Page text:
From logs to school desks

Countywide mission project comes to life
by Jeff Pederson of The Review staff

LARRY AND DIANE HACKBARTH work on constructing a desk as part of a school desk project organized by five local United Methodist Churches in the Sheboygan County Area. Volunteers from throughout the county are currently constructing 25 desks to be shipped to countries in need. — Review photo by Jeff Pederson LARRY AND DIANE HACKBARTH work on constructing a desk as part of a school desk project organized by five local United Methodist Churches in the Sheboygan County Area. Volunteers from throughout the county are currently constructing 25 desks to be shipped to countries in need. — Review photo by Jeff Pederson Proving that you don’t necessarily have to travel thousands of miles to carry out important mission work, volunteers from five local United Methodist Churches and many others from throughout the Sheboygan County area have come together to help those in need without ever leaving their home county.

Last year approximately 20 local volunteers gathered to construct school desks for elementary school children in Belize, Ghana, the Republic of Congo and Liberia.

The group is back at it again this year. This time they are in the process of construction 25 school desks for elementary school children living in countries in need.

Sheboygan Falls residents and Faith United Methodist Church members Rick and Nancy Bigler stumbled upon the school desk project while assisting with a different mission project in 2013.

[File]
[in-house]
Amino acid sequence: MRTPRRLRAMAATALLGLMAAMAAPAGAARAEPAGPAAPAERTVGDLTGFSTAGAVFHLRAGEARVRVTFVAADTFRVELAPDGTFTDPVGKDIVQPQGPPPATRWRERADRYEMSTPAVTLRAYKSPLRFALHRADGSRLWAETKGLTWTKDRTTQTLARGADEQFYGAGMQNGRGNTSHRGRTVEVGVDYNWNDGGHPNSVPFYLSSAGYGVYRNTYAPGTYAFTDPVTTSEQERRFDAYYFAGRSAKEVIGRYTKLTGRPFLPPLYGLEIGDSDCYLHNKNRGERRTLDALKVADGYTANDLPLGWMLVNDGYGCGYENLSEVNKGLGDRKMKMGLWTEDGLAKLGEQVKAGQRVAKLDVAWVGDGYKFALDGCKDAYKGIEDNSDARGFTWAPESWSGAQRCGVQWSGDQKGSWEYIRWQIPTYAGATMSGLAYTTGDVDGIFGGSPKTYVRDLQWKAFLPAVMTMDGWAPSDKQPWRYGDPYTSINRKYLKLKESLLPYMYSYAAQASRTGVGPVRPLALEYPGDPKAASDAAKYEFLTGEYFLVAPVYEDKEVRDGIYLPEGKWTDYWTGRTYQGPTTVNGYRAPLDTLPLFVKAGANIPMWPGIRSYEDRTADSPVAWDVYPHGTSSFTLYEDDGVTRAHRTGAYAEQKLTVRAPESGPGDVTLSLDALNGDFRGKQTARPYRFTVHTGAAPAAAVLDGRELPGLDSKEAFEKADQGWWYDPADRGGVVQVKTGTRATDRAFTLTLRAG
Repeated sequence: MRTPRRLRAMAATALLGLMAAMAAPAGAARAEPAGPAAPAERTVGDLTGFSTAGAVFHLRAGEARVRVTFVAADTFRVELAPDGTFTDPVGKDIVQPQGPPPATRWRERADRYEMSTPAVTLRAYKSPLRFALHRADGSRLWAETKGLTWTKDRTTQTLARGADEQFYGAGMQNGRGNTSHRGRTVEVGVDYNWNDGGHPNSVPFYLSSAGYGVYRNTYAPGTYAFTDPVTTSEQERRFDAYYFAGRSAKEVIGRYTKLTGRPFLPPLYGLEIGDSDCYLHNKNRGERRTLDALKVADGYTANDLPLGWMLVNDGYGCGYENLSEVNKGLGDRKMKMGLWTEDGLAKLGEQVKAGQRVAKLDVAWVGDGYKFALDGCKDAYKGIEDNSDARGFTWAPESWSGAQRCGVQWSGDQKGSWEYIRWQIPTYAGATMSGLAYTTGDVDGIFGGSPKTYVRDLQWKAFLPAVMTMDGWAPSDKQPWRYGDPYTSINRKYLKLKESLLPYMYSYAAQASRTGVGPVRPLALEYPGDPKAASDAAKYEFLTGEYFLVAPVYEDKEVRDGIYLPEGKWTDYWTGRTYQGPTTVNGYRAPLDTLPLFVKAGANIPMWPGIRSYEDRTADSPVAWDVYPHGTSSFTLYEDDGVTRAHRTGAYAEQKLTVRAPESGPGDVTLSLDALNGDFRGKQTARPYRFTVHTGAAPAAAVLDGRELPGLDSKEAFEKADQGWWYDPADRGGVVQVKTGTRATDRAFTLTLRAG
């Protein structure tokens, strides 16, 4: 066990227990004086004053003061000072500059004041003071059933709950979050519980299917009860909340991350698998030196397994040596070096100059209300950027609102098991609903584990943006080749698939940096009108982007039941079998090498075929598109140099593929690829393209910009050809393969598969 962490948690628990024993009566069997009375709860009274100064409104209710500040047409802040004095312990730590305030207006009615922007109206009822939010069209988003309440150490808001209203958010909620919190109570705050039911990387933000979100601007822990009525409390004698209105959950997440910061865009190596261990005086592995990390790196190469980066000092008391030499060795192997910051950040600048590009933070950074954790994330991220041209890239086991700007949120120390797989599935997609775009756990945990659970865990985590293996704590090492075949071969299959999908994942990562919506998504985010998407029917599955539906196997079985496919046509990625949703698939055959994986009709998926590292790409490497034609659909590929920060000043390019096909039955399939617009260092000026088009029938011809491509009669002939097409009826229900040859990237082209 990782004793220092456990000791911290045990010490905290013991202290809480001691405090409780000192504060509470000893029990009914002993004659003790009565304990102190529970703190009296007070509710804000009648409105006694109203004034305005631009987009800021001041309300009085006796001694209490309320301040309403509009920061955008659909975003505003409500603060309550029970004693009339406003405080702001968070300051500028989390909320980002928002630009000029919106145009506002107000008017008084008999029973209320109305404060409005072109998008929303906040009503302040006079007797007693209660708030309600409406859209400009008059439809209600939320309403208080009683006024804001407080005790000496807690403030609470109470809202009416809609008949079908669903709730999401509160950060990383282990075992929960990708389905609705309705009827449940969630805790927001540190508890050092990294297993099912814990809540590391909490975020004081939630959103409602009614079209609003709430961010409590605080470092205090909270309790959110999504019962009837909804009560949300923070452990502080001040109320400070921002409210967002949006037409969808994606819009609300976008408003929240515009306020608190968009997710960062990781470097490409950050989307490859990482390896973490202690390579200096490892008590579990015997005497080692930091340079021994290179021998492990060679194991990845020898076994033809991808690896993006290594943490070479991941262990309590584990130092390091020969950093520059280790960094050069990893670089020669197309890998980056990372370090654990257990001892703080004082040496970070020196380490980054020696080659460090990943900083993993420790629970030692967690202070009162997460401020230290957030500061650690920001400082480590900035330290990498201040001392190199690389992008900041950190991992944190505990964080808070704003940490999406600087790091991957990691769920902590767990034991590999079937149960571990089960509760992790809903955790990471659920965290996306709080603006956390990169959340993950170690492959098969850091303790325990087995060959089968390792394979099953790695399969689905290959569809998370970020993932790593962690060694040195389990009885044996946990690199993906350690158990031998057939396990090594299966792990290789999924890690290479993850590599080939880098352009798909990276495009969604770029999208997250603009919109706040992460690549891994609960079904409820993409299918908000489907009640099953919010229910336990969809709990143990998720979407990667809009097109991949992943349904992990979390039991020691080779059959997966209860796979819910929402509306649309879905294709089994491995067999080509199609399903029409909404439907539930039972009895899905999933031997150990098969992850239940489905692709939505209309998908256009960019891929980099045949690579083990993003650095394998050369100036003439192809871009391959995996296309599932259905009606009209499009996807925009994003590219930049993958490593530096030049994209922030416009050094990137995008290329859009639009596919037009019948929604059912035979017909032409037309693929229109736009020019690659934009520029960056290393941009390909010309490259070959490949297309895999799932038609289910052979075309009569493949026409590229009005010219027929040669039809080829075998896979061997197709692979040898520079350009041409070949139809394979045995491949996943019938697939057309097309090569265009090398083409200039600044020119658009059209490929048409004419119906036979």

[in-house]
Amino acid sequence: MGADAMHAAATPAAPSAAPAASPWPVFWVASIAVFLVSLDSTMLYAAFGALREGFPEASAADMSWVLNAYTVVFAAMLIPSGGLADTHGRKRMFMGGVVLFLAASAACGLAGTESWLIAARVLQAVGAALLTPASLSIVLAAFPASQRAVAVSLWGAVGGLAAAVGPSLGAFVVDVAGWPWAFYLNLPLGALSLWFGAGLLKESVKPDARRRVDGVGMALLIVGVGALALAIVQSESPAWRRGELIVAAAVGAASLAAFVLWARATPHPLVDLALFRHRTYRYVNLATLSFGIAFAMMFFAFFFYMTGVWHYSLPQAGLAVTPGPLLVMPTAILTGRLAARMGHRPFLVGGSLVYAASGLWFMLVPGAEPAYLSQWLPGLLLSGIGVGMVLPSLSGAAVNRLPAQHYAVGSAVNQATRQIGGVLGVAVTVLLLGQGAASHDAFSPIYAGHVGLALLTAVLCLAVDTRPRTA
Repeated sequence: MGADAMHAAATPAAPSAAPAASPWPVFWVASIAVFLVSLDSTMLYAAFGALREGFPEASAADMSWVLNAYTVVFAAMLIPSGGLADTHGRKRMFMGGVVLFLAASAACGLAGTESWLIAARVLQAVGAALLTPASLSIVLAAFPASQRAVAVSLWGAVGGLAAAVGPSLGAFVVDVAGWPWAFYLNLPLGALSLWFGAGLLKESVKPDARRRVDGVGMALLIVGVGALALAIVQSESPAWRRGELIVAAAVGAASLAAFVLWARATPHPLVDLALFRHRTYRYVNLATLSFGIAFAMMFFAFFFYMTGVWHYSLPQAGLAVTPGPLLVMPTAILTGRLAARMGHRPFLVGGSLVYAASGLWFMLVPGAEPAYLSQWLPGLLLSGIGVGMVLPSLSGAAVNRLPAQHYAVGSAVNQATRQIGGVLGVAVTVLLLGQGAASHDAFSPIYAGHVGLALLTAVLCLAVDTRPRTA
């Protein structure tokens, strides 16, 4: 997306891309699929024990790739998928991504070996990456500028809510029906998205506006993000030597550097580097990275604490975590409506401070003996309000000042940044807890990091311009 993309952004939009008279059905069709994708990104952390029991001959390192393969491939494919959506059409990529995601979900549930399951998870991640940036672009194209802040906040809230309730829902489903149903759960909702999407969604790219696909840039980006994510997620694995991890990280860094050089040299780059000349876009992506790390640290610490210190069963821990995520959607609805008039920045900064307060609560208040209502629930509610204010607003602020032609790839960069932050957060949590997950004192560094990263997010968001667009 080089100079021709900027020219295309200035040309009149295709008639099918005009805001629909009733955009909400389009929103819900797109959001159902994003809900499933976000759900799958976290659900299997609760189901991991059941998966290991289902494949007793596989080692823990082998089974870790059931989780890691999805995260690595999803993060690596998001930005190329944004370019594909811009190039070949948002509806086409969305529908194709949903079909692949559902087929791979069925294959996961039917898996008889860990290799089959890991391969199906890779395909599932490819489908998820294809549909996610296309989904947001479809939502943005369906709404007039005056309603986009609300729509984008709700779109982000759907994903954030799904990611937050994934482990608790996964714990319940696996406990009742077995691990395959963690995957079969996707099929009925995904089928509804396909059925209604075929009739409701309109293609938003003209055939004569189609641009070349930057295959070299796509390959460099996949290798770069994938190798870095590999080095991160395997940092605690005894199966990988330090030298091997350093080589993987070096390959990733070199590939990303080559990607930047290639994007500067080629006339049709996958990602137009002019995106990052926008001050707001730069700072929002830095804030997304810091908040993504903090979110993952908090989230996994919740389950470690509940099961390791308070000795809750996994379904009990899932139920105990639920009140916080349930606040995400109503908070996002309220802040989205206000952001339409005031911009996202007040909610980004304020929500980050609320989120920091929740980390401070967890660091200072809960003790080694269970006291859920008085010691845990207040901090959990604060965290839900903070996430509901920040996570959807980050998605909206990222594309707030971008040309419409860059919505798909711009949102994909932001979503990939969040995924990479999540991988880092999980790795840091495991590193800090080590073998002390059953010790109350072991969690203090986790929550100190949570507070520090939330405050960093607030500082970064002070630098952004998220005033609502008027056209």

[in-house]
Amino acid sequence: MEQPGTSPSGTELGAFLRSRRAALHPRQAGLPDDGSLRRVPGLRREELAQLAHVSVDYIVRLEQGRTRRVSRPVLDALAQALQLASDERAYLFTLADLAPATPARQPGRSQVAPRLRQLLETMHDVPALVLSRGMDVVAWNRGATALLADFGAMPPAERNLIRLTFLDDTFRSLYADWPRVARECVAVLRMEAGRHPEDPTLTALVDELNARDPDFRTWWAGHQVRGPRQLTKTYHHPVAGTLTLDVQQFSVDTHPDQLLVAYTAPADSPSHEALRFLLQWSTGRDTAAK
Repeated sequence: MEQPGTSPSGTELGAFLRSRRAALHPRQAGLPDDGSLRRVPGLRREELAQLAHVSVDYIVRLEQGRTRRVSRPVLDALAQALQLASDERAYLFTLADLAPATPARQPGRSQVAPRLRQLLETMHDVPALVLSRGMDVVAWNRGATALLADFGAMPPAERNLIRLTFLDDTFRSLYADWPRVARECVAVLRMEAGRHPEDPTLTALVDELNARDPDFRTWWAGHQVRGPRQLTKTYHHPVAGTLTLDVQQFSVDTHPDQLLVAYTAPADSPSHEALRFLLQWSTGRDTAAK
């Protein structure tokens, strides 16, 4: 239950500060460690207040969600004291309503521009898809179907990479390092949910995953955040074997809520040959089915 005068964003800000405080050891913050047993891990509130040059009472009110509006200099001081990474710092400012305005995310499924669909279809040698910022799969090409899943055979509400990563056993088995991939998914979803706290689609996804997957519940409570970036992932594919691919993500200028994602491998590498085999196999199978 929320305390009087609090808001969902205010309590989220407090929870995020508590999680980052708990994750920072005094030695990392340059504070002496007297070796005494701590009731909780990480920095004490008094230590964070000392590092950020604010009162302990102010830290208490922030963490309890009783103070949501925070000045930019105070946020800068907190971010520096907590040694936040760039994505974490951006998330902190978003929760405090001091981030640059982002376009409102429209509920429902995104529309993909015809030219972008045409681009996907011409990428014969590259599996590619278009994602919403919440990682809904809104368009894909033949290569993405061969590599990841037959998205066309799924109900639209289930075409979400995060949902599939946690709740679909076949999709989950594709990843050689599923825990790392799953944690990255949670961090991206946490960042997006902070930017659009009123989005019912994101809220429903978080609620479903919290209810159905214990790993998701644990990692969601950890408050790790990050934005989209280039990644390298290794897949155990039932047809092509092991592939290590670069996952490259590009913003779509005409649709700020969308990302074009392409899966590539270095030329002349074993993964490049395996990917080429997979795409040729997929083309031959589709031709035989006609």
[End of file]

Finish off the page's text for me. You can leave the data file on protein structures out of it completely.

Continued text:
“We had never really heard of this until we traveled to the United Methodist Church Midwest Distribution Center in Chathan , Illinois in 2013 to deliver flood buckets,” Rick Bigler said. “When we were there, we saw the school desks that they were taking in and getting ready to ship out.

“My brother Jon owns Rolling Hills Tree Farm in Waldo and when we got back, I told him about the desk project,” Rick said. “It kind of spread by word of mouth from there and it got to a point where we had all kinds of people stepping up to volunteer to help out, so we decided to do it last year.”

The multistep construction project has been carried out over the past two years through a carefully coordinated effort among a dedicated group of volunteers.

The basswood logs for this year’s project were donated by Andy, Paul and Fred Leverenz, Mary and Russell Bonde.

Paul and Fred Leverenz also milled the logs into boards last June at their saw mill in Kiel.

“The logs were donated and Paul and Fred did all the milling work at no cost to the project,” Rick Bigler said. “This reduces the cost of the project greatly. We couldn’t have done it without their help and generosity.”

The boards were then moved to Jon Bigler’s Rolling Hills Tree Farm property in Waldo, where they were dried for several months.

In addition, the Gibbsville Sanitary District provided additional storage space for the dried lumber.

After six months of drying time, the construction process began in late December.

“Jon has space in his gift shop, where he sells Christmas wreaths and ornaments during the holidays, for us to put the desks together,” Rick Bigler said. “We started working on the desks in late December and we will continue through the middle of February.

“At Jon’s place the rough boards are planed, cut into desk pieces, sanded and then assembled using nuts, bolts and screws,” he said. “After testing for stability, the desks are taken apart to be finished with polyurethane. A complete check of each desk is done after finishing. When a desk is ready for shipping, all pieces fit into the top, with the bench forming the cover. This makes a box 4 by 1.5 feet long by 4 inches high.”